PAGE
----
Mann said that means it’s highly unlikely that any airline paid the full amount of PSP to salaries. Where did the excess PSP money go?
“Could have been as simple as fuel, interest payments, other overheads,” he said. “But the idea that PSP would have paid for IT upgrades that a carrier saw no need for is not realistic.”
But Southwest will have to focus on its technology after its service meltdown.
“Now that the problem has occurred, and at [the Department of Transportation] and the market’s urging, I suspect the carrier has a different view of what IT upgrades are necessary,” he said. “They’ll spend their own money now to research, develop and implement new systems.”
Staffing issues also contributed to both of Southwest’s recent service outages, even if it wasn’t the primary factor in the latest meltdown.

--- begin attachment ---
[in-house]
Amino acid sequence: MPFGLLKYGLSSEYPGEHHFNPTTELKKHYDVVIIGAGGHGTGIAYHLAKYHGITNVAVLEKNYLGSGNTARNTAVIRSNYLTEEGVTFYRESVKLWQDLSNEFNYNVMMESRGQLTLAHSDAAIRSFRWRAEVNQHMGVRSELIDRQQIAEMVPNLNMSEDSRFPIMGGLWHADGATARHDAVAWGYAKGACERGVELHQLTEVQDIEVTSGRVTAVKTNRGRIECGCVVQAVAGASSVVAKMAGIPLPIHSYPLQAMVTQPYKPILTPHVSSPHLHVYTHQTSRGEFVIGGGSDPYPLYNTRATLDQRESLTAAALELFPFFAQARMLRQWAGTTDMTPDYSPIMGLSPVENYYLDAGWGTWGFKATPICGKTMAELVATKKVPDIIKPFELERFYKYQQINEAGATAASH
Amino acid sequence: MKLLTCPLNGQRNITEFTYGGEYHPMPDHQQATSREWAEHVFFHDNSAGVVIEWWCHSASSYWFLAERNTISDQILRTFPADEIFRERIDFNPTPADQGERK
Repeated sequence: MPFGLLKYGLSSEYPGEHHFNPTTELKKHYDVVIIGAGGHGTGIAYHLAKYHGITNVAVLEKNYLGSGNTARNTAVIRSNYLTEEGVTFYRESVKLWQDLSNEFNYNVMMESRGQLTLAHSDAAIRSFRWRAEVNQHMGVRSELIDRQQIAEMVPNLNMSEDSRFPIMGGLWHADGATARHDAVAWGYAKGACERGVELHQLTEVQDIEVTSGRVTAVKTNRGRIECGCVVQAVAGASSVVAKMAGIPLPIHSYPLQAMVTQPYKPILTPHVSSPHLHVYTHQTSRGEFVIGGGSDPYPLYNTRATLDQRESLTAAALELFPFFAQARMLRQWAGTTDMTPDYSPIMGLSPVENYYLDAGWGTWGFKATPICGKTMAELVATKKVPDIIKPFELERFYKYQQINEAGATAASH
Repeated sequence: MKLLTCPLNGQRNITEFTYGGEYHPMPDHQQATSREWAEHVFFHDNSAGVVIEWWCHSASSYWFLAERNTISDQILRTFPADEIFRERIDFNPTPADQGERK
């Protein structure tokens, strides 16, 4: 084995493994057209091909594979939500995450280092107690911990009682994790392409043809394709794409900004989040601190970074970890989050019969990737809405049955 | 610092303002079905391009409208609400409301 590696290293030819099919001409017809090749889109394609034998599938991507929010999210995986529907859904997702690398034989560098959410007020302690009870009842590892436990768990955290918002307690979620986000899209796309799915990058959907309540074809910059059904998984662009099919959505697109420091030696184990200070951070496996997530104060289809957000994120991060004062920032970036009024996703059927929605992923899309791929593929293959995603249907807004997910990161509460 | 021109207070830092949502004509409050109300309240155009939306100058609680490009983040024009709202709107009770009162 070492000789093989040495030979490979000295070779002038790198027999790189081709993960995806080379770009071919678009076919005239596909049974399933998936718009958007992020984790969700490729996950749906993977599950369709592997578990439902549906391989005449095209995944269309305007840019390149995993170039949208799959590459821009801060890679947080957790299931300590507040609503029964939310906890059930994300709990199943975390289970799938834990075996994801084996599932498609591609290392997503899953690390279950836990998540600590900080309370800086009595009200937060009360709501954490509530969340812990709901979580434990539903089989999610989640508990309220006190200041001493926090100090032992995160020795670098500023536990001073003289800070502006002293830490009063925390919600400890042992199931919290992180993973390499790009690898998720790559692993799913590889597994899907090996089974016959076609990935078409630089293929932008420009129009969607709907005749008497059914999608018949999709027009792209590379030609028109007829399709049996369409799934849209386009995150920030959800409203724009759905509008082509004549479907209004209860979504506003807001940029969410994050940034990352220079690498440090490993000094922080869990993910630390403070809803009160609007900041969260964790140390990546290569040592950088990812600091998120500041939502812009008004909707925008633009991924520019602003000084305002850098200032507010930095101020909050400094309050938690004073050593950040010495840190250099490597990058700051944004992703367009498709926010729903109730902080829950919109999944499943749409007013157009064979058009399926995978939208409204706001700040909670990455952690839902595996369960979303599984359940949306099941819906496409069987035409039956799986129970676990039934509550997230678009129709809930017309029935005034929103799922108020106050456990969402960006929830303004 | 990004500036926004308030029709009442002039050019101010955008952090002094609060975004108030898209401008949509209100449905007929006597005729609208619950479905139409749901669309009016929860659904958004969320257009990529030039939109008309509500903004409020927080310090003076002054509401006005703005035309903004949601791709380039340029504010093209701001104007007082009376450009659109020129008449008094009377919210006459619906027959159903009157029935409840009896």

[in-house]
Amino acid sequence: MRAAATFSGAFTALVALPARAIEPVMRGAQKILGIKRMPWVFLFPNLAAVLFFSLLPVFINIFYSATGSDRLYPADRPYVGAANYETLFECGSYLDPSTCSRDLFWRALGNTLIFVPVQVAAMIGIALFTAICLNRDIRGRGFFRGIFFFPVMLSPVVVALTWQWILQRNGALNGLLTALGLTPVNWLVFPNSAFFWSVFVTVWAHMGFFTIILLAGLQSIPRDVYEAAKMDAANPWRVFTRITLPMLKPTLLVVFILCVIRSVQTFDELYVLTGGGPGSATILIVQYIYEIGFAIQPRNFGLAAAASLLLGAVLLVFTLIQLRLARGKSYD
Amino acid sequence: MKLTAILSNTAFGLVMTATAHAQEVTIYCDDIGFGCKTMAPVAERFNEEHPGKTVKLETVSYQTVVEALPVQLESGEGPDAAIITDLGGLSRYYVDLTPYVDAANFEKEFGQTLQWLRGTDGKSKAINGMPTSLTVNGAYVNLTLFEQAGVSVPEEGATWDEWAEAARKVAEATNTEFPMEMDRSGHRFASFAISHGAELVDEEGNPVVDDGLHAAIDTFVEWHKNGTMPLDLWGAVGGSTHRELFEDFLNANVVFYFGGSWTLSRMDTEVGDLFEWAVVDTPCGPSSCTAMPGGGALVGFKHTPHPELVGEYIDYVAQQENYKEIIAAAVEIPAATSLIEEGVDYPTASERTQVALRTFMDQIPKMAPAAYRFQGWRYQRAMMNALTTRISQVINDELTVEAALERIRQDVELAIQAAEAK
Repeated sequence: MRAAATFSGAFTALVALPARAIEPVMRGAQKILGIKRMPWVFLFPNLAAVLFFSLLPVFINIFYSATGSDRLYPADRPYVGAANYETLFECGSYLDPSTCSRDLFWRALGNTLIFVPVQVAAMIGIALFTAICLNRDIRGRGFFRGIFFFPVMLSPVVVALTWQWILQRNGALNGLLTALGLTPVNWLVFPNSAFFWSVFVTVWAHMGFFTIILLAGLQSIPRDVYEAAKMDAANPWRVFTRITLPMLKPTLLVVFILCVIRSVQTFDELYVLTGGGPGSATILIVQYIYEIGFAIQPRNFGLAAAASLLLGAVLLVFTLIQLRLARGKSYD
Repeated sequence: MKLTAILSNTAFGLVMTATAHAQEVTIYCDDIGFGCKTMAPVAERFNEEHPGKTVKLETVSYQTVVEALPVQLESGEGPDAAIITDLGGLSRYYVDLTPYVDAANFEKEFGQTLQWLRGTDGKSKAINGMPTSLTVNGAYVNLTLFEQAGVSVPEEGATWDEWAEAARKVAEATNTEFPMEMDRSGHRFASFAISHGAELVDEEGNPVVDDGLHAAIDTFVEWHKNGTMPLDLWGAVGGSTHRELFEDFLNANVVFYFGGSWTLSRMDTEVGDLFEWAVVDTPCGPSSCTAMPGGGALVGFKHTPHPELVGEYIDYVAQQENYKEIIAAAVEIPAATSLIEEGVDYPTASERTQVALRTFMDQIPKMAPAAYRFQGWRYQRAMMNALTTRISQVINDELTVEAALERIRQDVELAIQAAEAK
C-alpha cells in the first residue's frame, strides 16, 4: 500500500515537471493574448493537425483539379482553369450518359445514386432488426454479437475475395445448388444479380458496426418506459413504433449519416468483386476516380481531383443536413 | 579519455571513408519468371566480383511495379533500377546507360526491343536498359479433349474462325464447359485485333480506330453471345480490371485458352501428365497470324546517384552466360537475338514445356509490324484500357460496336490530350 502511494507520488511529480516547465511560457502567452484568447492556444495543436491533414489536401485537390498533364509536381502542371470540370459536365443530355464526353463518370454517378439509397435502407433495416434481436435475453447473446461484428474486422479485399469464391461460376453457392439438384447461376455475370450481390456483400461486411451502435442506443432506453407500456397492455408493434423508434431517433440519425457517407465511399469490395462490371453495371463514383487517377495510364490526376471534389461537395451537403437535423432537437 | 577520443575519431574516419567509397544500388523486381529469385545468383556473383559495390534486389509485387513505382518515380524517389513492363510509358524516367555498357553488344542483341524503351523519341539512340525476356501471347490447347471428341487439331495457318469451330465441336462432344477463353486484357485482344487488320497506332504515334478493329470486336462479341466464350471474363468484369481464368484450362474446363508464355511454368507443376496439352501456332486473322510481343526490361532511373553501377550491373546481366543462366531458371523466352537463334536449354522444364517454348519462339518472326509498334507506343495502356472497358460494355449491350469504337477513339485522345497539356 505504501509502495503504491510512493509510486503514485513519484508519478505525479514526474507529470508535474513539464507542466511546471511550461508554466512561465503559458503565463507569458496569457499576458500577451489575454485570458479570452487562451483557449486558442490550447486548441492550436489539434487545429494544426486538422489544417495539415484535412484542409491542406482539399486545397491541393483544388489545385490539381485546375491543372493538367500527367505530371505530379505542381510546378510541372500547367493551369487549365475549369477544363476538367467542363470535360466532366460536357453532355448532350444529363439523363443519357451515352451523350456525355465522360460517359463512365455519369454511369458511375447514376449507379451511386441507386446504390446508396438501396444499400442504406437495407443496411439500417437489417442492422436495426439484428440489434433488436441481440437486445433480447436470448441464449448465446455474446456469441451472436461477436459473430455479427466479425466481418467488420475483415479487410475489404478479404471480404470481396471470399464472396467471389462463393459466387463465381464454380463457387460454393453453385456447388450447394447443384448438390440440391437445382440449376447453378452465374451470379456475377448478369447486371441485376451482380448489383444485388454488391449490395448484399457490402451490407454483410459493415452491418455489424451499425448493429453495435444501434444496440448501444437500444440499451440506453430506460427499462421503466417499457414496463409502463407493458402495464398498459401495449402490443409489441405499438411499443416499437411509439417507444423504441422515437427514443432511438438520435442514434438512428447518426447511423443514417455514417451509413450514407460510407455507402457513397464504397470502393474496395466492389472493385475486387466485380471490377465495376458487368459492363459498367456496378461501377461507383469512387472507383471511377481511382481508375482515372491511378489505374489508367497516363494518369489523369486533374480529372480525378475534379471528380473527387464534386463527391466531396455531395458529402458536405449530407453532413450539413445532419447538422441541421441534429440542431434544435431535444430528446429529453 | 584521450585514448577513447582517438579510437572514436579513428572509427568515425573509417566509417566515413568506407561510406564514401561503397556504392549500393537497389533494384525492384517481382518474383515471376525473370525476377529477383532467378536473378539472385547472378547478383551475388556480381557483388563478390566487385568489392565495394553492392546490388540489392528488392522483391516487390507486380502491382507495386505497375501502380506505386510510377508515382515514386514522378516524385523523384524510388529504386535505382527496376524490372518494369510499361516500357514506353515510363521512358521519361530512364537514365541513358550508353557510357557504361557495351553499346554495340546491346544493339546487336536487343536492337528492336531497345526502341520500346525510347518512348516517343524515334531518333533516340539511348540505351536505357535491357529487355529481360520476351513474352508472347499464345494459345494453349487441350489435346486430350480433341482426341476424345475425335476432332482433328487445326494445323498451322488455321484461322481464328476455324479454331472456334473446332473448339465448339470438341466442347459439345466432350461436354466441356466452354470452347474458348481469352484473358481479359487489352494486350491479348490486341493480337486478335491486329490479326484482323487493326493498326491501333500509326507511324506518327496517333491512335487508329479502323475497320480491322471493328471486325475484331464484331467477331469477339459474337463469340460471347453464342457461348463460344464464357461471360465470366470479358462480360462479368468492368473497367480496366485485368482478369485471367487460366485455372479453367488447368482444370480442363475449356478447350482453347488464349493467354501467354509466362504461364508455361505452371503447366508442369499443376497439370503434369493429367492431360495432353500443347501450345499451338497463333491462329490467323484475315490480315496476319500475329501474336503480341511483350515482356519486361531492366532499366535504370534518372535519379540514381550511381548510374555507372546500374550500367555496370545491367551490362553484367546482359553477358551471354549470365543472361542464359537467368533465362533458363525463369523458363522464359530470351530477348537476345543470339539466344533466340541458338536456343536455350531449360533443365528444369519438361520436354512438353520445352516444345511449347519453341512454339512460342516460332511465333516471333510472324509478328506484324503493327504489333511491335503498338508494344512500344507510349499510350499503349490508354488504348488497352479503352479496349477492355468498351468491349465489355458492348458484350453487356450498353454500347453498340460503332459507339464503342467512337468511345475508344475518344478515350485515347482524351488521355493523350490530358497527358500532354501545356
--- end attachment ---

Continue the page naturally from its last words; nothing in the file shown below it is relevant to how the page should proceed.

Southwest, like other airlines – and other industries – has struggled with staffing shortages amid the recovery from the pandemic.
“The entire industry has been running, I won’t say running on empty, but running on reserve,” Mann said.
In October 2021, Southwest had 7,000 fewer employees than it did pre-pandemic, according to Transportation Department data. The airline cited “inadequate staffing” following the cancellation of more than 2,000 flights during the Indigenous Peoples Day/Columbus Day weekend.
“We are still not where we want to be with staffing, and in particular with our flight crews,” then-COO Mike Van de Ven said in a recorded video to employees. A transcript of the recording was shared with CNN at the time. “We simply need more staffing cushion for the unexpected in this environment and we are bringing new people on board every day,” he said.